Seven Ways to Store Potatoes

Don’t have much cool space for long-term storage of homegrown spuds? No problem. Author Barbara Pleasant has a few creative ways to store, and preserve, your potatoes.

Flawless potatoes that stay in the ground until the plants’ tops wither are the best candidates for long-term storage. Curing or drying the potatoes for 7 to 10 days further improves their storage potential. If you have clay soil, you may want to lightly rinse off excess soil, then pat the spuds dry. Lay them out in a dim room and cover them with a cloth or towels to block out sunlight. During this time, the skins will dry, small wounds will heal over, and new layers of skin will form where the outer layer peeled or rubbed off. After 3 or 4 days, turn the potatoes over so all sides can dry.

There are many perfect potatoes, including yellow and pink fingerlings, all-purpose potatoes with blue or yellow flesh, and waxy red potatoes for boiling or roasting. Photo © Kip Dawkins Photography, excerpted from Homegrown Pantry.

Potatoes and sweet potatoes like to spend their dormant period in dry conditions, with some leeway in temperature. A cool, dry basement where temperatures range from 50 to 60° F (10 to 15° C) is ideal, especially for potatoes, which need to be protected from light. I often store early summer potatoes in bins and boxes under my bed, because it’s the best cool, dry, dark place in my house in late summer.

If you don’t have a cool basement, look for other cool, dark places to store potatoes, such as an interior closet or under your bed. Photo © Kip Dawkins Photography, excerpted from Homegrown Pantry.

Depending on the storage space available to you, you might use half-bushel baskets, small bins with loose-fitting lids (including low-profile under-the-bed bins), cardboard boxes, an old dresser with partially opened drawers, or plastic or wooden crates to store your dormant tubers and onion family crops. Here are a few more resourceful ideas for storage spaces.

Seven Ways to Store Potatoes

  1. Place cured potatoes in a burlap bag, tuck the bag into a plastic storage bin left open a wee bit, and keep in an unheated basement.
  2. Line plastic laundry baskets with newspapers, with potatoes arranged in layers between more newspapers. Place the packed, covered baskets in an unheated garage.
  3. In the basement, make short towers of potatoes by stacking them between layers of open egg cartons. Cover the towers with cloth to protect the potatoes from light.
  4. Place sorted potatoes in small cloth shopping bags that have been lined with plastic bags, and store in a cold space under the stairs. A similar method: Sort different potatoes into paper bags, then place the bags in milk crates to prevent bruising.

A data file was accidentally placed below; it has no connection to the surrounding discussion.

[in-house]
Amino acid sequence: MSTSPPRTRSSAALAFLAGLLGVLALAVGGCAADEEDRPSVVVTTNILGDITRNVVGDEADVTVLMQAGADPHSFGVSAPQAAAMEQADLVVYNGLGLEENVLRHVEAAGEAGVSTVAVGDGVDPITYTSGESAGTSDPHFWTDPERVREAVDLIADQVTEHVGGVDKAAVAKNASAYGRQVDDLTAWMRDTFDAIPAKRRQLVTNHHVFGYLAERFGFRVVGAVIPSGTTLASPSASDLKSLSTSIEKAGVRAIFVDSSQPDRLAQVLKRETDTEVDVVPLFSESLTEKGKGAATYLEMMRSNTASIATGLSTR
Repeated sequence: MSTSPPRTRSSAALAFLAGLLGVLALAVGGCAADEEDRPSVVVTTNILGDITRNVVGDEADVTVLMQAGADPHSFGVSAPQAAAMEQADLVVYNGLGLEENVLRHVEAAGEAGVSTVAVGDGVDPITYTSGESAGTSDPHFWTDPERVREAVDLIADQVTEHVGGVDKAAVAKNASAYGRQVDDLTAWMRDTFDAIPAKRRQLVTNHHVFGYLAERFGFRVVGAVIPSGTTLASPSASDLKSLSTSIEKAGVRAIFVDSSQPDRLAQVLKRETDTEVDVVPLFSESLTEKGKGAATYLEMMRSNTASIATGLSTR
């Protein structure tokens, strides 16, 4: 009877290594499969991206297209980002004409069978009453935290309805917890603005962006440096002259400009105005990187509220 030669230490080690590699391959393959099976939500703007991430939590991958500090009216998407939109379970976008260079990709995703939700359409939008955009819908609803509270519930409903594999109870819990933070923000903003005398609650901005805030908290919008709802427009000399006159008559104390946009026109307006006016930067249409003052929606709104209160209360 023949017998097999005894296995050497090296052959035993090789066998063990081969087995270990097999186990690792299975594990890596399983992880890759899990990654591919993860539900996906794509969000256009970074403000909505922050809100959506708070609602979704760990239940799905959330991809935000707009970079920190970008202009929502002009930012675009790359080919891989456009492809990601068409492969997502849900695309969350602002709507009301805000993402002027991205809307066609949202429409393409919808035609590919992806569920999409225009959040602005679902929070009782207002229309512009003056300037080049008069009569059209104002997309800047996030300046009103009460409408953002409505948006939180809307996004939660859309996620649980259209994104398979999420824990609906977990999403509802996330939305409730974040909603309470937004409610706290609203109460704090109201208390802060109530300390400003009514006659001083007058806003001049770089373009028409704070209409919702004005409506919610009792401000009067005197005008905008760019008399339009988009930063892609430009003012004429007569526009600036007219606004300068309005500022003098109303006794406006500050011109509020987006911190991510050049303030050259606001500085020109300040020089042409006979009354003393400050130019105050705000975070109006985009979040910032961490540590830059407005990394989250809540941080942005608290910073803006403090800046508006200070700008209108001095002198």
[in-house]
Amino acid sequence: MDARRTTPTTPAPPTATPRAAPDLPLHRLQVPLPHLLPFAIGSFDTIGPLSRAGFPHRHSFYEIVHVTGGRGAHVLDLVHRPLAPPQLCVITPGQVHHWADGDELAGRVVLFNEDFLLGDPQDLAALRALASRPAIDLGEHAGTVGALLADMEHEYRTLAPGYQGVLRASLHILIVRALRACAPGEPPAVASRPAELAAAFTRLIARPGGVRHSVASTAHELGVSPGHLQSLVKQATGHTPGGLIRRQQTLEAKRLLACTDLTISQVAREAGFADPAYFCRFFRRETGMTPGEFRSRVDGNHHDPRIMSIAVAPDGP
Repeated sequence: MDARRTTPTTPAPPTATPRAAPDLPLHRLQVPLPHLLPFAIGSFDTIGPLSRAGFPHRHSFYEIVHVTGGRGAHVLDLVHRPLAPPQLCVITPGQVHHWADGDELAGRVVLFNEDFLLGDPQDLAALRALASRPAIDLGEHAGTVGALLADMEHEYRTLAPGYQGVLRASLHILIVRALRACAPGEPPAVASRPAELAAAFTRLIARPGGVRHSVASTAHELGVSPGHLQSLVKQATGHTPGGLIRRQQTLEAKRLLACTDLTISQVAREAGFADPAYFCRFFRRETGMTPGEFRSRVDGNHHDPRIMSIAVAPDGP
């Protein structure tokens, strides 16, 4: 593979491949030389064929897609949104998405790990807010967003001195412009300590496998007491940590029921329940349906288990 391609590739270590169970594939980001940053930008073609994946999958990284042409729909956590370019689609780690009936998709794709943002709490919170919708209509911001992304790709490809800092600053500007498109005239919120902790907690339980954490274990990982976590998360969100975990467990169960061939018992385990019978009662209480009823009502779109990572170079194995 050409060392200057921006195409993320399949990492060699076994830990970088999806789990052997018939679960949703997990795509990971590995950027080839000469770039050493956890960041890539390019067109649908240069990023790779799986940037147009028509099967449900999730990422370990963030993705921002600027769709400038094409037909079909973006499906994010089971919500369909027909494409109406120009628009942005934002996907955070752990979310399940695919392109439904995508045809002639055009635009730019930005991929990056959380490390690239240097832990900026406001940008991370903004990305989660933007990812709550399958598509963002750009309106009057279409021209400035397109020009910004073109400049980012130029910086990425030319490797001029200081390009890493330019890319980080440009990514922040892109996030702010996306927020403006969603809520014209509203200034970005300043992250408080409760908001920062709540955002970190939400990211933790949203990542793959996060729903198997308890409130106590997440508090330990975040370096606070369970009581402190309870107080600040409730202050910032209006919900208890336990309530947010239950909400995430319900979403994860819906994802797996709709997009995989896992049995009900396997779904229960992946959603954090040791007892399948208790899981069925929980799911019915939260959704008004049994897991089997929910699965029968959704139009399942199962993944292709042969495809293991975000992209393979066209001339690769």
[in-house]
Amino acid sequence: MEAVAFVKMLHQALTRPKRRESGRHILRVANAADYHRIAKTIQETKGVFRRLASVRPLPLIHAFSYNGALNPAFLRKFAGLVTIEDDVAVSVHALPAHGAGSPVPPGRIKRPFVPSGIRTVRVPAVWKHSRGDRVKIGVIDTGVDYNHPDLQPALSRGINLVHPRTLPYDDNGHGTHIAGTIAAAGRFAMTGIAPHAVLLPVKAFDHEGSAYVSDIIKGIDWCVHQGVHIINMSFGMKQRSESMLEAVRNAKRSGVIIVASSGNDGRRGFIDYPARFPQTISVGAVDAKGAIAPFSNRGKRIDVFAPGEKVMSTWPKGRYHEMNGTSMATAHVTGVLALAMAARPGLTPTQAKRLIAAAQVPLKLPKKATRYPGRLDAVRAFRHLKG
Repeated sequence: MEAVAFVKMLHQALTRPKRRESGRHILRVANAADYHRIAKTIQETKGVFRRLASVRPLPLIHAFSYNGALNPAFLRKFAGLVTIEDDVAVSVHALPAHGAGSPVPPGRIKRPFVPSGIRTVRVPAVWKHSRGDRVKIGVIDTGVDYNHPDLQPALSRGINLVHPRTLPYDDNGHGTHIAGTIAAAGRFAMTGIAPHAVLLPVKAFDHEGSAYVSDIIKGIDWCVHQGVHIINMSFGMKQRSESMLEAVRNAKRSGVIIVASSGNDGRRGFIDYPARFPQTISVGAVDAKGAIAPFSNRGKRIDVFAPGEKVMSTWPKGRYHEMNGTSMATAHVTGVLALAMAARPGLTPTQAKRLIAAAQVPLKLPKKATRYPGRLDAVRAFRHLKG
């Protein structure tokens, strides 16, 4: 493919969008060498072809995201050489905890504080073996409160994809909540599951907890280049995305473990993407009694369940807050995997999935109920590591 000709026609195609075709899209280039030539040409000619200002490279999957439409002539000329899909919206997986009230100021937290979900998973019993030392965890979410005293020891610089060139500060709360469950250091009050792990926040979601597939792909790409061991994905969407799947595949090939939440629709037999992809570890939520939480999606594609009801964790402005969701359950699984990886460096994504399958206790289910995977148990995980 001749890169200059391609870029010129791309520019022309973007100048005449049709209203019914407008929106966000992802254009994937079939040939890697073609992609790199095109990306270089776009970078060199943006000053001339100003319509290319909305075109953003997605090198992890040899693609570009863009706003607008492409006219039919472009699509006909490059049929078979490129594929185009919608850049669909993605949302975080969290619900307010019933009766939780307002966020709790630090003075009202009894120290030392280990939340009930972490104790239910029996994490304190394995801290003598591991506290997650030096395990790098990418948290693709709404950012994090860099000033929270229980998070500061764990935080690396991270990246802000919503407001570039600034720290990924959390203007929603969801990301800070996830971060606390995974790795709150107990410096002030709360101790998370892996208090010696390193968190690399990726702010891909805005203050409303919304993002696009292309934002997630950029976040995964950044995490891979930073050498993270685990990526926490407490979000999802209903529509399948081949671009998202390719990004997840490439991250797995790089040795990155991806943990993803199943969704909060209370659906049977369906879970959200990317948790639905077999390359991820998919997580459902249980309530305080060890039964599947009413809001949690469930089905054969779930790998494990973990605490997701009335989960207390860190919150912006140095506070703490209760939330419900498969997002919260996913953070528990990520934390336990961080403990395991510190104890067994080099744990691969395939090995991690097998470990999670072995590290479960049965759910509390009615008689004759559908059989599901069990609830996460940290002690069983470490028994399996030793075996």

5. Use an old dresser in a cool room or basement for storing potatoes in winter. Leave the drawers partially open for ventilation.
  6. In a shady spot outdoors, place a tarp over the ground and cover it with an inch of loose straw. Pile on potatoes and cover with more straw, a second tarp, and a 10-inch blanket of leaves or straw.
  7. Bury a garbage can horizontally so that its bottom half is at least 12 inches deep in the soil. Place potatoes in the can with shredded paper or clean straw. Secure the lid with a bungee cord, and cover with an old blanket if needed to shade out sun.
Cooked potatoes dry quickly and save preparation time when you need potatoes for soups or casseroles. Photo © Kip Dawkins Photography, excerpted from Homegrown Pantry.

If you have little or no cool storage, or more culls than keepers, you can dry or can your potatoes for long-term storage. Freezing is not recommended, because the flesh and water separate as potatoes freeze and thaw, with unpleasantly mealy results.

Canning Potatoes

Pressure canning brings out the buttery notes in waxy potatoes, and you can process a batch at 12 pounds of pressure in 35 minutes. The pieces should be blanched before packing them into hot jars, but they need not fit tightly. Fresh boiling water amended with citric acid (to prevent discoloration) is poured over the prepared potatoes before they go into the pressure canner. Note: Potatoes are a low-acid food and cannot be canned in a water-bath or steam canner.

Drying Potatoes

Dehydrated potatoes  are an essential ingredient in dry soup mixes, and dried potato slices make excellent scalloped potatoes or potatoes au gratin. Using the culls from the main crop, I like to dry at least one batch of potatoes each year. In spring when the fresh potatoes are gone, dried potatoes can save the day.

The most common way to dry potatoes is to dry slices. Slice well-scrubbed potatoes into uniform pieces and drop them into a bowl of cold water with a teaspoon of citric acid mixed in (to prevent discoloration). Bring a pot of water to a boil, and blanch the pieces until they are barely done, about 5 minutes. Cool slightly before arranging on dehydrator trays. Dry potato slices until hard and opaque — your house will smell like baked potatoes!

Text excerpted from Homegrown Pantry © Barbara Pleasant.   

Barbara Pleasant

Barbara Pleasant

About the Author

Barbara Pleasant has written about organic gardening and self-sufficient living for more than 30 years. Her books include Starter Vegetable Gardens, 2nd Edition, The Complete Compost Gardening Guide, The Complete Houseplant Survival Manual, The Gardener’s Bug Book, The Gardener’s Weed Book, and The Gardener’s Guide to Plant Diseases

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